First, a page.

(NAPSI)—More Americans are switching from professionals and retail stores to do-it-yourself tax preparation websites. Online solutions offer a convenient way to file on a computer or tablet from home or anyplace else with Internet access. The tax guidance and tools in online solutions are more than adequate for most taxpayers, even those with complicated tax situations.
When choosing a tax preparation website, it pays to take note of the forms and tax situations covered by the products. You’ll also want to review pricing information carefully, as prices may not include state returns or tax help.
“Online tax prep products are carefully designed by CPAs, accountants and developers to translate complicated tax laws and forms into plain English,” explained Jessi Dolmage of TaxACT. “The programs have a simple but very intelligent Q&A interview to cover hundreds of credits and deductions and check for errors.”
What You’ll Need
Before doing your taxes on a computer or tablet, she recommends gathering all your tax forms and documents, including:
• Last year’s federal return (and state return, if applicable) for comparison purposes
• Form W-2 for wages, tips and pensions—employers have until Jan. 31 to distribute to employees
• Form 1099 for interest, dividends, state tax refunds, retirement plan distributions and unemployment—issuers have until Jan. 31 to distribute
• Form 1098 for mortgage interest paid
• Retirement plan statements
• Schedule K-1 from partnerships, S corporations, estates and trusts
• Estimated tax payments
• If you itemize deductions: receipts for health care expenses, and other income or sales taxes paid, mortgage interest and points, charitable gifts, work-related costs, investment expenses and casualty and theft losses
• If you’re a business owner: documents related to income statements (1099-MISC and payment stubs not reported on 1099s), health insurance payments and pension plan contributions (such as Keogh, SEP and SIMPLE)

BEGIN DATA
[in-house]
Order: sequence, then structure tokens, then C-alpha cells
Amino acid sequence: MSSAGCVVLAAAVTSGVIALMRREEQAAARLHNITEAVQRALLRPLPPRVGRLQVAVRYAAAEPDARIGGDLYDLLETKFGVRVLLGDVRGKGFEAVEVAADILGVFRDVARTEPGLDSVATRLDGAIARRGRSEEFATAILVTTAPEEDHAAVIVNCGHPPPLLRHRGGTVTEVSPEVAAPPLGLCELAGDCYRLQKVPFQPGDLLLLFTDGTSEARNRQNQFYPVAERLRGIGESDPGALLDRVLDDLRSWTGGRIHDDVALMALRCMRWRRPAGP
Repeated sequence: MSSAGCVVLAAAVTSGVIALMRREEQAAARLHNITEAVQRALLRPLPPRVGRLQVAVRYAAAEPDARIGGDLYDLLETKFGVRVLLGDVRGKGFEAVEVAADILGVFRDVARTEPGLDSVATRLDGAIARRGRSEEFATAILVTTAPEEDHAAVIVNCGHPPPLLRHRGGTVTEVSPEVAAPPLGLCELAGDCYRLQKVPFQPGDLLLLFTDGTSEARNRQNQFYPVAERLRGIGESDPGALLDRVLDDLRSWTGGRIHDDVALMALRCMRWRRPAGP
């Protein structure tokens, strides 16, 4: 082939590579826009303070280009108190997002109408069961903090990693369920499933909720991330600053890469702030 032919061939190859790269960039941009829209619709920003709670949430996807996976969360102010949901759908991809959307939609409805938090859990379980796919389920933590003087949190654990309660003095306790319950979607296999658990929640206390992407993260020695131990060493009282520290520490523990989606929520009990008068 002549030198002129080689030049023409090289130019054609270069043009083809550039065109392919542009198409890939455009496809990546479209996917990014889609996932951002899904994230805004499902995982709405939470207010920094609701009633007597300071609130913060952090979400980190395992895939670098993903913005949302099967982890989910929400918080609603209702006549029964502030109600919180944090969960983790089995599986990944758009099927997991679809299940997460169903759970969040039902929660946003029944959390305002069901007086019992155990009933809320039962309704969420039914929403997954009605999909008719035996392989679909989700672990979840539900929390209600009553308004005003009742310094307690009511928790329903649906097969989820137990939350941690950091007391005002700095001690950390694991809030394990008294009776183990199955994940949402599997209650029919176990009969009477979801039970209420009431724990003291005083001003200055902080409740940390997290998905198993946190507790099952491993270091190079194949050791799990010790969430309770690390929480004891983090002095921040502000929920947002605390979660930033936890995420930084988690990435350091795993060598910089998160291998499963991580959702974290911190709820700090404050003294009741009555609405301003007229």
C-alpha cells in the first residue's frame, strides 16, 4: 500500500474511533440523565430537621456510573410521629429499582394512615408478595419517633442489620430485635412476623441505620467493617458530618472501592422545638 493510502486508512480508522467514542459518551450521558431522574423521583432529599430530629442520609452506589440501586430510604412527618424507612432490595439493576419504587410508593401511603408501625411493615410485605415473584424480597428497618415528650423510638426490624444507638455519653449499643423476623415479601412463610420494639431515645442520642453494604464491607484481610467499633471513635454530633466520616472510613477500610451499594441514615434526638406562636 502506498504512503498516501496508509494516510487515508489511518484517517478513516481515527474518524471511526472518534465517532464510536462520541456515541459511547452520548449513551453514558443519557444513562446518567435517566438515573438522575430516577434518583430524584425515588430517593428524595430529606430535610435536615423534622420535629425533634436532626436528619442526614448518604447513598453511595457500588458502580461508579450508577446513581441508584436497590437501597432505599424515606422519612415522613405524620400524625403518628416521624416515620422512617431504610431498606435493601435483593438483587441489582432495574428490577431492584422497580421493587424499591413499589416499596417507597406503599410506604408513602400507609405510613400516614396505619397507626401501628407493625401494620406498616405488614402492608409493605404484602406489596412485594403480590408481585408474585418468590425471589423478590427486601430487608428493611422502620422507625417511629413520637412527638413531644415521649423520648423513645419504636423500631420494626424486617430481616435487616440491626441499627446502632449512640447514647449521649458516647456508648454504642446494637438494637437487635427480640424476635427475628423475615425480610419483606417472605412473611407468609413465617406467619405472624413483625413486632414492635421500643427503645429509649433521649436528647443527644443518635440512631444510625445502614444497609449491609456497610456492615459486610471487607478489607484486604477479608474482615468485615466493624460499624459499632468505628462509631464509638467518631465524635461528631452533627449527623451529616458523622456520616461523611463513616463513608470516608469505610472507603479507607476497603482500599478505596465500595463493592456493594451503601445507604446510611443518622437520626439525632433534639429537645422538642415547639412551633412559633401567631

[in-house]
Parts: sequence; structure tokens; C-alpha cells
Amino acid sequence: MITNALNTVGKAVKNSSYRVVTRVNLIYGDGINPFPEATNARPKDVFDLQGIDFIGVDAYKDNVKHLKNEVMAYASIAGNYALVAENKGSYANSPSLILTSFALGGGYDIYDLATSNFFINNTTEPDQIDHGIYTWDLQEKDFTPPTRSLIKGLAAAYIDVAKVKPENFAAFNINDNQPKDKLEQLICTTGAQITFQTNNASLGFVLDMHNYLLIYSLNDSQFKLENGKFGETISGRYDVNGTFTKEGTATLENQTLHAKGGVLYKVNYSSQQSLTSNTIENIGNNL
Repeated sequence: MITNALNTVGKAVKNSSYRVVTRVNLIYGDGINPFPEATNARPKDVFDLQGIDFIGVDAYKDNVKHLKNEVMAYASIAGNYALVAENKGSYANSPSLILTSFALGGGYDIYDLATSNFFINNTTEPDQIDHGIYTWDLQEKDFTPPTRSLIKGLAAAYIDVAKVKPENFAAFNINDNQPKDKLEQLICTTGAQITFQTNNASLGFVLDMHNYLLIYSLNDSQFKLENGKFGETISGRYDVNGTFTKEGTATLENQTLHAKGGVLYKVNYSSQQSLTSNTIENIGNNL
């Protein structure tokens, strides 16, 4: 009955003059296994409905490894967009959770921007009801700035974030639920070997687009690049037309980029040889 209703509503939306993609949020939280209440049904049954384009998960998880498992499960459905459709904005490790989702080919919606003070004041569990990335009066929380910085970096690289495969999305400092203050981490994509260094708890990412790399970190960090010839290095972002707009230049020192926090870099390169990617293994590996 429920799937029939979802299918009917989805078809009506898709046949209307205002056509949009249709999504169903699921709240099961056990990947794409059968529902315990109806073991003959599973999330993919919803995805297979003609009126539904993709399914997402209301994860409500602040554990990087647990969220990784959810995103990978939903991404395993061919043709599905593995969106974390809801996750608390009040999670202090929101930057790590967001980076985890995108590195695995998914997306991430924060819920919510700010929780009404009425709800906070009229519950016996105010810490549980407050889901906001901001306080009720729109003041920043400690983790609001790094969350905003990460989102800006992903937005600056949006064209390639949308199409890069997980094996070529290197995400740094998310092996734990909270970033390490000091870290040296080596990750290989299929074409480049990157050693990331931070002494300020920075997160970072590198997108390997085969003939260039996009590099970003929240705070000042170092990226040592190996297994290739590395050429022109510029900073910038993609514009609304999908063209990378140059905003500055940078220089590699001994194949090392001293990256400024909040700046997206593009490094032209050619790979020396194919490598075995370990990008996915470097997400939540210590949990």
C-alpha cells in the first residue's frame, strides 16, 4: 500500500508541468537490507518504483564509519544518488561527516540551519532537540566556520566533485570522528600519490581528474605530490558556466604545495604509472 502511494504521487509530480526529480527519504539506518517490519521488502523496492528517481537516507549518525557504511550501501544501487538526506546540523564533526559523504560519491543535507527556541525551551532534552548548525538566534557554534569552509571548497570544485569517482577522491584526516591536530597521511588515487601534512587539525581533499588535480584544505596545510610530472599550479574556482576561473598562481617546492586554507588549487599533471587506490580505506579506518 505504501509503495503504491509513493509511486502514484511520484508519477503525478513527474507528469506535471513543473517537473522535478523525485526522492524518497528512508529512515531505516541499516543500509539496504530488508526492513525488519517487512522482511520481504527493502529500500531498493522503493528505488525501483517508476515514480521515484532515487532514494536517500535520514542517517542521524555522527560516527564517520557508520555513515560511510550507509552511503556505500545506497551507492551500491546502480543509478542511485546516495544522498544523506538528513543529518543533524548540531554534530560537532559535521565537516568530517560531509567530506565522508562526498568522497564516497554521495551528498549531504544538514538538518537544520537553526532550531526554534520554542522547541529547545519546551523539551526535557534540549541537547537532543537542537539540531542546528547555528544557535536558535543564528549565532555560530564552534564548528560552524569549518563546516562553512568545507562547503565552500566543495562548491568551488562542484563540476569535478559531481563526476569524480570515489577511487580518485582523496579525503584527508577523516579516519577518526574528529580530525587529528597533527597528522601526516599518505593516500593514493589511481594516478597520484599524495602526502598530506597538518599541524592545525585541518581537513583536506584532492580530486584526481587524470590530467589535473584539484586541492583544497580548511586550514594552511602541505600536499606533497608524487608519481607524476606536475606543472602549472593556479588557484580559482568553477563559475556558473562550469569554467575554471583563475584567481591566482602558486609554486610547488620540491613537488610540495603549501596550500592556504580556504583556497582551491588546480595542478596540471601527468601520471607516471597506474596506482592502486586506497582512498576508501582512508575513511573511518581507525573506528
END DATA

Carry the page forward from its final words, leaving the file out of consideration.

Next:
• Social Security numbers for you, your spouse and your dependents
• Bank account and routing numbers if you want to get your refund by direct deposit or pay your taxes electronically.
Dolmage also reminds taxpayers to take stock of how your life changed. “Events like marriage, college, buying a house, having a child, moving and retirement could mean thousands of dollars difference in your refund or what you owe. Solutions like TaxACT guide you through the tax implications of life changes to make sure you’re not leaving any money on the table.”
Tax experts also recommend the following:
• E-file. It’s secure and convenient, and you’ll receive confirmation when your return has been processed by the IRS.
• For the fastest refund, e-file and choose direct deposit.
• Before filing, double-check Social Security numbers, bank account numbers and spelling of names. Misspelled and wrongly typed numbers and names are among the most common mistakes made on returns.
• File and pay by the April 15 deadline to avoid IRS penalties and interest. If you file for a six-month automatic extension, remember that any balance is still due by April 15.
• Don’t procrastinate. Rushing can lead to costly mistakes.
Note to Editors: Most relevant if published before April 15, 2013.
On the Net:North American Precis Syndicate, Inc.(NAPSI)